This decade has witnessed unprecedented progress in gender equality and women’s rights in Kenya and around the globe. With the promulgation of the New Constitution in 2010 and the enactment of game-changing legislations, Kenya has made giant strides toward ending gendered violence and discrimination.
Nevertheless, we are not there yet, as those issues continue to afflict our society. The UN ranks Kenya 135th in the world in terms of the Gender Inequality Index (GII). This index is a measure of the disparity between men and women; it considers participation in the labour markets, maternal health, and empowerment. The inferior rank implies that much remains to be done.
Gender discrimination at work
As a woman in Kenya, your employer should accord you the same treatment at the workplace as your male counterparts. For instance, if you have the same qualification and responsibilities as your male colleagues, the employer should not pay you less. In addition, your employer should be conscious of your gender-specific needs such as pregnancy. They should not deny you opportunities or fair treatment on the basis of pregnancy.
These rights are protected by the Kenyan Constitution and the Employment Act. The Constitution stipulates that no Kenyan should be discriminated against on the grounds of gender. The Employment Act requires all employers to promote equality in hiring—employment and promotions in Kenya should be based on merit, not gender.
If you feel that your employer is discriminating against you because you are a woman, you can file a case with the Employment and Labor Relations Court.
Notably, the Employment and Labor Relations Court in Kenya is employee-friendly. If you file a gender discrimination case, the burden of proof will be on the employer’s side. In plain language, that means that it will be upon the employer to prove that the discrimination did not take place.
Sexual harassment at work in Kenya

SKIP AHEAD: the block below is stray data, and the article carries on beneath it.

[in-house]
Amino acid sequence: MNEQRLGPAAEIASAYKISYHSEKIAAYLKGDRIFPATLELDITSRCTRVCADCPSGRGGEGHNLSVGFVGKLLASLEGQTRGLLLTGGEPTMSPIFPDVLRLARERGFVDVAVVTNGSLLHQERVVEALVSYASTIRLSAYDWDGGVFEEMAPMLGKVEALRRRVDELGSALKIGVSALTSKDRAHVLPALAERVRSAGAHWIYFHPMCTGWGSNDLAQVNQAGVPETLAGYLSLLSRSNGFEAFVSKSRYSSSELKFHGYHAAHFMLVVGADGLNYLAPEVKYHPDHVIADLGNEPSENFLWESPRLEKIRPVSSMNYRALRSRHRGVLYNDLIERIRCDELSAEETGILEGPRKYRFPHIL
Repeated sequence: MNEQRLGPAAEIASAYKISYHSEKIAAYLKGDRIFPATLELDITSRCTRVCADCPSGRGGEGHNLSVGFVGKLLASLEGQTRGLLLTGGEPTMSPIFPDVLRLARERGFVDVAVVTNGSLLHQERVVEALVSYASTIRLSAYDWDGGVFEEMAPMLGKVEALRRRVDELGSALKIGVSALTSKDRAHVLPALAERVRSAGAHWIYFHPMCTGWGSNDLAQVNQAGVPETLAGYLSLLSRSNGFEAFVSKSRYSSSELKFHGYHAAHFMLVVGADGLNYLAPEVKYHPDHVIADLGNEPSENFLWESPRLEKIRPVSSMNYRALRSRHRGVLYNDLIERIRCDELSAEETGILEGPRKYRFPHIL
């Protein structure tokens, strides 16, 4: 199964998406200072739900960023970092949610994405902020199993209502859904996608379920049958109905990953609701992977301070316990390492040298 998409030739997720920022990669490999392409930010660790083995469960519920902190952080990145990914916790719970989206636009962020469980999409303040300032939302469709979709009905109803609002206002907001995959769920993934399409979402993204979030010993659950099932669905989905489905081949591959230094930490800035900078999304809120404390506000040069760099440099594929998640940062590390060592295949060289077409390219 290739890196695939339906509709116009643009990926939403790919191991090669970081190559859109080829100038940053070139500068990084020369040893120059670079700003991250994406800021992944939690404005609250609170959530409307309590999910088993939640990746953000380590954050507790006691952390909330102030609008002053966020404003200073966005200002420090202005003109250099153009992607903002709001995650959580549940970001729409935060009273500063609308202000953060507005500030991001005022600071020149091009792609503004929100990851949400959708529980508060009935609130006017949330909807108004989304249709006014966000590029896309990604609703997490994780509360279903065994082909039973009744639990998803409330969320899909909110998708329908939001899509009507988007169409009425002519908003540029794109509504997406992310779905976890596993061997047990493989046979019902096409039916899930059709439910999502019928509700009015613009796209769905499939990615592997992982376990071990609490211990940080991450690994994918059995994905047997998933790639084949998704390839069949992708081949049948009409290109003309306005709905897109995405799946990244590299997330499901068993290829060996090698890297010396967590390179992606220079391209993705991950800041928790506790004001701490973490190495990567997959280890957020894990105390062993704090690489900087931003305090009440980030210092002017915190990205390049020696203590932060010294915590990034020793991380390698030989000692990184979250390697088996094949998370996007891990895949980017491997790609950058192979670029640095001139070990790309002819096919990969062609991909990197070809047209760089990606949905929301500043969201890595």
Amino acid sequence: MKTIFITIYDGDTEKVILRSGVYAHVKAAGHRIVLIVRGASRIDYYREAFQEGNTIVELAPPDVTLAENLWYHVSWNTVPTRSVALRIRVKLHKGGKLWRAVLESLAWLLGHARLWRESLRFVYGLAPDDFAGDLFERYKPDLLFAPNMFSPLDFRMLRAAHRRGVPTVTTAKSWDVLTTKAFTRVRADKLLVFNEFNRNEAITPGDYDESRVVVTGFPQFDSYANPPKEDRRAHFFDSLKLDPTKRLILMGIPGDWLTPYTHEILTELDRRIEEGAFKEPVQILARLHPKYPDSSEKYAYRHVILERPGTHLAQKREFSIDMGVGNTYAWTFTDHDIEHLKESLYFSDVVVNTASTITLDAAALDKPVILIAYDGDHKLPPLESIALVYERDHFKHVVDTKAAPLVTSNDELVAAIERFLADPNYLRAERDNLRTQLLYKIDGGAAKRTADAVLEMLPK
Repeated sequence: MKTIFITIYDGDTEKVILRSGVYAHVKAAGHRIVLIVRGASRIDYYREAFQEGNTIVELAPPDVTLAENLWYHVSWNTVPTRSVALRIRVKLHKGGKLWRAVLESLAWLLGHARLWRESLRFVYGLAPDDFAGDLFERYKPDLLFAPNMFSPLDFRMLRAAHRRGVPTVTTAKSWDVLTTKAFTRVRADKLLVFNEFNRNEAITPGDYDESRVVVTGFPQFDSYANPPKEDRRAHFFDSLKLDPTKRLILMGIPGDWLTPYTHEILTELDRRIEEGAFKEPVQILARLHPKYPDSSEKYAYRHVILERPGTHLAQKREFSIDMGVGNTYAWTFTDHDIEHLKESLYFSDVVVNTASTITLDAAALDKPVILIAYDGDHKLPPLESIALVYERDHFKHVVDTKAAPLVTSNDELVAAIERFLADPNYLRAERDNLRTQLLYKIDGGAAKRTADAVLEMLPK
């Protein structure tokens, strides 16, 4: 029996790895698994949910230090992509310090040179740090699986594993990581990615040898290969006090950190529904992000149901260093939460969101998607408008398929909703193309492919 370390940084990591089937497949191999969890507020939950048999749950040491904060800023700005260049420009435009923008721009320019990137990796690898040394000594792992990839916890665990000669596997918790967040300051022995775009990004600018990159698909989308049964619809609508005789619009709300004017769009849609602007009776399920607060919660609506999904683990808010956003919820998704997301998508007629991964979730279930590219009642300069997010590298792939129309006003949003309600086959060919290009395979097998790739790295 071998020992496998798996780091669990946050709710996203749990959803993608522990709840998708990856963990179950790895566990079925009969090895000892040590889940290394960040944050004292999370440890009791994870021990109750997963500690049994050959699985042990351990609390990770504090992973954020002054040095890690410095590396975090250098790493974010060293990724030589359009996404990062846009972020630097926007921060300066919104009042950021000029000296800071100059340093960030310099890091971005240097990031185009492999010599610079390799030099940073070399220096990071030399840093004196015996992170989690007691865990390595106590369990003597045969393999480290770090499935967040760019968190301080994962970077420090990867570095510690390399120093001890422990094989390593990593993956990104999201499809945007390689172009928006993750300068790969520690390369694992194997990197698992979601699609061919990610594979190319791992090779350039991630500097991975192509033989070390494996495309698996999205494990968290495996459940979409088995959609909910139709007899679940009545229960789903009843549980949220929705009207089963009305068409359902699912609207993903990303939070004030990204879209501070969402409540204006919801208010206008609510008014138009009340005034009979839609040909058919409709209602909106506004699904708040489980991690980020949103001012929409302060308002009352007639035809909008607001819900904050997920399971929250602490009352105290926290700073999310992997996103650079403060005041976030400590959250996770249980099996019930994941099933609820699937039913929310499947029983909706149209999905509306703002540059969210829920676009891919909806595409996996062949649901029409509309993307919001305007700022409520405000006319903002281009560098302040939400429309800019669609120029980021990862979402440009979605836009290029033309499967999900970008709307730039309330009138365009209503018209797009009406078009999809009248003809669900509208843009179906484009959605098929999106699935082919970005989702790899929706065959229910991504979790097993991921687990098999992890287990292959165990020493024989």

Undeniably, most victims of sexual harassment in Kenya are women. Sexual harassment can be broadly defined as “unwelcome sexual advances, requests for sexual favours, and other verbal or physical conduct of a sexual nature.” Sexual harassment in Kenya is an offence under the Sexual Offences Act. The offence is punishable by at least three years of imprisonment or/and a fine of at least 100,000 Ksh.
Sexual harassment work is forbidden under the Employment Act. No person should demand sexual favours from you in exchange for opportunities at the workplace. Also, no person should punish you for rejecting their sexual advances. According to the Employment Act, sexual harassment at the workplace includes
Promises of preferential treatment at the workplace in exchange for sexual favours
Threats of mistreatment at the workplace if you reject sexual advances
Tying an employee’s jobs security to their acceptance of sexual advances
Use of sexual language and visual materials.
Direct and indirect physical or sexual behaviour such as inappropriate touching
Undesirable sexual behaviour that affects an employee’s satisfaction and performance at the workplace.
The Kenyan law also requires employers with 20 or more employees to have a sexual harassment policy. The policy should explain what constitutes sexual harassment at the workplace as well as define the company’s internal mechanisms for dealing with sexual harassment.
If you have been denied opportunities, demoted, or dismissed for rejecting/reporting sexual harassment, you can file a case with the Employment and Labor Relations Court to recover the damages you have suffered.
About 41 per cent of ever -partnered women aged 15-49 in Kenya have been victims of physical or sexual violence at least once in their lifetime. That is according to this report by the Kenya National Bureau of Statistics. Domestic violence can take several forms; they include
- Physical abuse such as wife battery
- Sexual abuses such as rape
- Control/ domination. Common forms of domination include monitoring a partner’s phone calls and not allowing them the freedom to choose what to wear.
- Intimidation and emotional abuse
- Verbal abuse, including insults, threats, bullying, and blame
- Economic abuse such as denying one partner access to family resources and spending the family income on private matters
In 2015, Kenya enacted the Protection Against Domestic Violence Act; this legislation significantly changed the way domestic violence cases are handled. Before this legislation, most cases of domestic violence were prosecuted under general criminal laws or treated as peripheral issues in family cases such as divorce.
Besides common domestic violence offences such as wife battery, the Protection Against Domestic Violence Act allows victims to seek legal recourse for other forms of domestic violence. The act also created mechanisms for protection and provision of relief to victims of domestic violence and their dependants.
For instance, if you are a victim of domestic violence in Kenya, the court can order the perpetrators to compensate you. It can also order the police to protect you from the abuser.